Cherry Season Not Far Off
California Cherry season is just around the corner and we anticipate our first land of cherries the week of May 12th. The cherry season is very short in California and typically lasts 4 to 6 weeks depending on the weather or variety. This year we are anticipating a lighter crop than usual. Some of the trees had uneven bloom at the end of March causing some fruit to come on later and eventually shrivel up and fall off the tree.
Cherries are a small and delicate fruit and need to be handled with extreme care. The fruit starting to size up on the tree can still be damaged if there is heavy rain or wind. Extreme weather can cause the cherries to split or crack and that part of the crop is lost. The cherries dangle together in groups of 2 to 6 pieces of fruit and the wind can cause them to bang up against each other, causing bruising on the shoulders of the fruit, the area near the stem.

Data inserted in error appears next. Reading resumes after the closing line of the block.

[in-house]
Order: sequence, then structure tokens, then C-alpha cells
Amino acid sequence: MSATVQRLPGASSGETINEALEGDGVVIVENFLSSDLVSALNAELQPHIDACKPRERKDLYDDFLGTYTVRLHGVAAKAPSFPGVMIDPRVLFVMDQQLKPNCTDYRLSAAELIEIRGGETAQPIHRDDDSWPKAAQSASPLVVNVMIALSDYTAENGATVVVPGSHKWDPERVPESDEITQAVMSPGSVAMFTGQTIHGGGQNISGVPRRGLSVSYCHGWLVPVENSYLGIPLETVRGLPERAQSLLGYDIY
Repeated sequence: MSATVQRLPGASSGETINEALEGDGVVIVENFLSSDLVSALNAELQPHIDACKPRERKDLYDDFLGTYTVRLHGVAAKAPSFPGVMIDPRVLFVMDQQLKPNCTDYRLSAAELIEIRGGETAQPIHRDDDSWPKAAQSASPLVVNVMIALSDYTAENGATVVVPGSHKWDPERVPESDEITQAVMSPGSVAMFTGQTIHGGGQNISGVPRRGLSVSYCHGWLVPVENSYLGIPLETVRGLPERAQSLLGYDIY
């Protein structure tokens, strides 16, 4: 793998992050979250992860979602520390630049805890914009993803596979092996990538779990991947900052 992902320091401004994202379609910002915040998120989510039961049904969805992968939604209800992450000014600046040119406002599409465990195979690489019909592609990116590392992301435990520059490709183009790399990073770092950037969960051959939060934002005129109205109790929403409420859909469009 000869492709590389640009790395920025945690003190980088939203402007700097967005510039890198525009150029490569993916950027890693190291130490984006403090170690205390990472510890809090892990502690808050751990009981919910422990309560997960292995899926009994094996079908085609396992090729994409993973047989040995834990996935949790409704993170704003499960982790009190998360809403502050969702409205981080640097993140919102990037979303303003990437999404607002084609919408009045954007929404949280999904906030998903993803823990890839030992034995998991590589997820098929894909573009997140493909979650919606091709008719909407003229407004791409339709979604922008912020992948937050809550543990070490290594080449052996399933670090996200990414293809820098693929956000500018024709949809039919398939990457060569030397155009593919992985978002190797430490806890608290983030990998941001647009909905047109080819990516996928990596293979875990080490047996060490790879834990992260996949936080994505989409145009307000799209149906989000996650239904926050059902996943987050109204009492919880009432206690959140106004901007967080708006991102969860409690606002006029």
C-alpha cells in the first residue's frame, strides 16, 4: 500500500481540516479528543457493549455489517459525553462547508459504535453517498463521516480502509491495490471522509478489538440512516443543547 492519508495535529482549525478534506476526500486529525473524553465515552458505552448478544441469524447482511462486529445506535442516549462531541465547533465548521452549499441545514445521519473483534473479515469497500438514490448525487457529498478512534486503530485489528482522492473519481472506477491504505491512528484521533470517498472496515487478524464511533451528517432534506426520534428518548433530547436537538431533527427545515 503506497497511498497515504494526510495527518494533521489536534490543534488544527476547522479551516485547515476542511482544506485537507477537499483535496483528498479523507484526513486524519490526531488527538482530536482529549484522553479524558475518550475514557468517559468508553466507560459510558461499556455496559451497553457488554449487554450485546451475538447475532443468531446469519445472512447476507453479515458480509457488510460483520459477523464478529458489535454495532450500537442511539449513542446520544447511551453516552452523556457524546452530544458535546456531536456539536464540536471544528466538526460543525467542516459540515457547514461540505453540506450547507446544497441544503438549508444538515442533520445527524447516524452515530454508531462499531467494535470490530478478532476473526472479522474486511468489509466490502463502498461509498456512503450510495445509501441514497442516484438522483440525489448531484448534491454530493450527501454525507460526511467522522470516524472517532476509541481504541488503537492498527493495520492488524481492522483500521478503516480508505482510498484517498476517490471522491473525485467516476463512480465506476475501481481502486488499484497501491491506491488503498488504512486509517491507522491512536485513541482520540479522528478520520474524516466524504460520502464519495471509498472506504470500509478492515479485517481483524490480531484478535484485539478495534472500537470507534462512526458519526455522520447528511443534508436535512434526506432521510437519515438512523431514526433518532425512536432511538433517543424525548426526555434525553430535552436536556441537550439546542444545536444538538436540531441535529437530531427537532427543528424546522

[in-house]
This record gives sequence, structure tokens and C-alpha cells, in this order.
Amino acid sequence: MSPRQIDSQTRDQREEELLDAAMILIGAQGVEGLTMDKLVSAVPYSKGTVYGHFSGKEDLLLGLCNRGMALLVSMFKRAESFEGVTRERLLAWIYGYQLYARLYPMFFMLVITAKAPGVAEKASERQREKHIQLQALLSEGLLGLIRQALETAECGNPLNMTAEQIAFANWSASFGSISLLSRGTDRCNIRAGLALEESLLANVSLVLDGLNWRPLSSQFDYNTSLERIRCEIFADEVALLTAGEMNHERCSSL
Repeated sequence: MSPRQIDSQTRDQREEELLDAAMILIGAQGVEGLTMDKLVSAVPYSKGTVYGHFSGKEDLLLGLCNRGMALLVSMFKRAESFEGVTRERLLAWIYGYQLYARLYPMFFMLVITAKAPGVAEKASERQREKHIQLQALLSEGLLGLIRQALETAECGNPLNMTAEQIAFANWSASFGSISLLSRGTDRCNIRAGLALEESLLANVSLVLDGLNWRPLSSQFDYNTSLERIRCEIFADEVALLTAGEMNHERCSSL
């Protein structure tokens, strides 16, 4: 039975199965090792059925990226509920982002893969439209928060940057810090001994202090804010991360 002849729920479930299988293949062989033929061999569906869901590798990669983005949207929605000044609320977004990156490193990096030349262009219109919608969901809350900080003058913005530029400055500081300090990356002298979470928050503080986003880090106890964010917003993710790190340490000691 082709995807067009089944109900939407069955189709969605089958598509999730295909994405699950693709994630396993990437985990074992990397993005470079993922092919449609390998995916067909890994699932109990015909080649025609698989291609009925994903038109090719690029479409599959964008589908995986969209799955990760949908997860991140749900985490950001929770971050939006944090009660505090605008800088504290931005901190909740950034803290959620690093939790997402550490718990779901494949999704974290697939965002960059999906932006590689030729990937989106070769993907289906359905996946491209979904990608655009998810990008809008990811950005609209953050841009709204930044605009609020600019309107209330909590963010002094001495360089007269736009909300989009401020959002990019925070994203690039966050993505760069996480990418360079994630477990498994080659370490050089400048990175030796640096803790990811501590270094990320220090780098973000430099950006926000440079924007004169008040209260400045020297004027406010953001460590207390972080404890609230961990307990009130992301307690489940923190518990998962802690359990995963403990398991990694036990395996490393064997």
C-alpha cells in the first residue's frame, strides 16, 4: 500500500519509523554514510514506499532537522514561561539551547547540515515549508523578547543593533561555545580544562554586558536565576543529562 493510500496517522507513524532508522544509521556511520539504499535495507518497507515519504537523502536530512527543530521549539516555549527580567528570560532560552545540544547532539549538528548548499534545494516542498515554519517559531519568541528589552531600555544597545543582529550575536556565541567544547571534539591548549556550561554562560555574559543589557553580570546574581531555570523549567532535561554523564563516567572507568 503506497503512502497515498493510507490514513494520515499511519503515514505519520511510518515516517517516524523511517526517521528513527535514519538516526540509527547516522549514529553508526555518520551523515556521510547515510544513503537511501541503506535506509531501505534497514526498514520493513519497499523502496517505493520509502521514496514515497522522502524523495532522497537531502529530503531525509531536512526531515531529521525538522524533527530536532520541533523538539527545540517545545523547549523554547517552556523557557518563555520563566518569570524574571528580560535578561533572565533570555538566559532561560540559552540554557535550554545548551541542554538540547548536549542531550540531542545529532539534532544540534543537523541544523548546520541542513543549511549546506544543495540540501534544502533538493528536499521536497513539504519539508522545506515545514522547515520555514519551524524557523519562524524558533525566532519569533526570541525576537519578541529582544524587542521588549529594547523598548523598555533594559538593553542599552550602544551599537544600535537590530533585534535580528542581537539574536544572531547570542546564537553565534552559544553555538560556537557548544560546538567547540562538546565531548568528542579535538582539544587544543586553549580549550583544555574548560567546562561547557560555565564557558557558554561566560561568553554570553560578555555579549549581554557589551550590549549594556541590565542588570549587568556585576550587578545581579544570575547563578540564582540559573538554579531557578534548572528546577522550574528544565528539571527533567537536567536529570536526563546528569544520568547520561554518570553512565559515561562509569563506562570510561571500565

Plump sweet red Bing cherries are the most popular variety grown in the Sacramento, Stockton and Lodi areas. Other varieties grown in California include Sequoia, Tulare, Brooks, Chelan, Lapin and Rainier although not all are found organically. California has a combination of nutrient-rich soil, abundant sunshine and mild temperatures, producing sweet fruit. Stay tuned for updates on the first cherry land and learn about the different California varieties as the season progresses.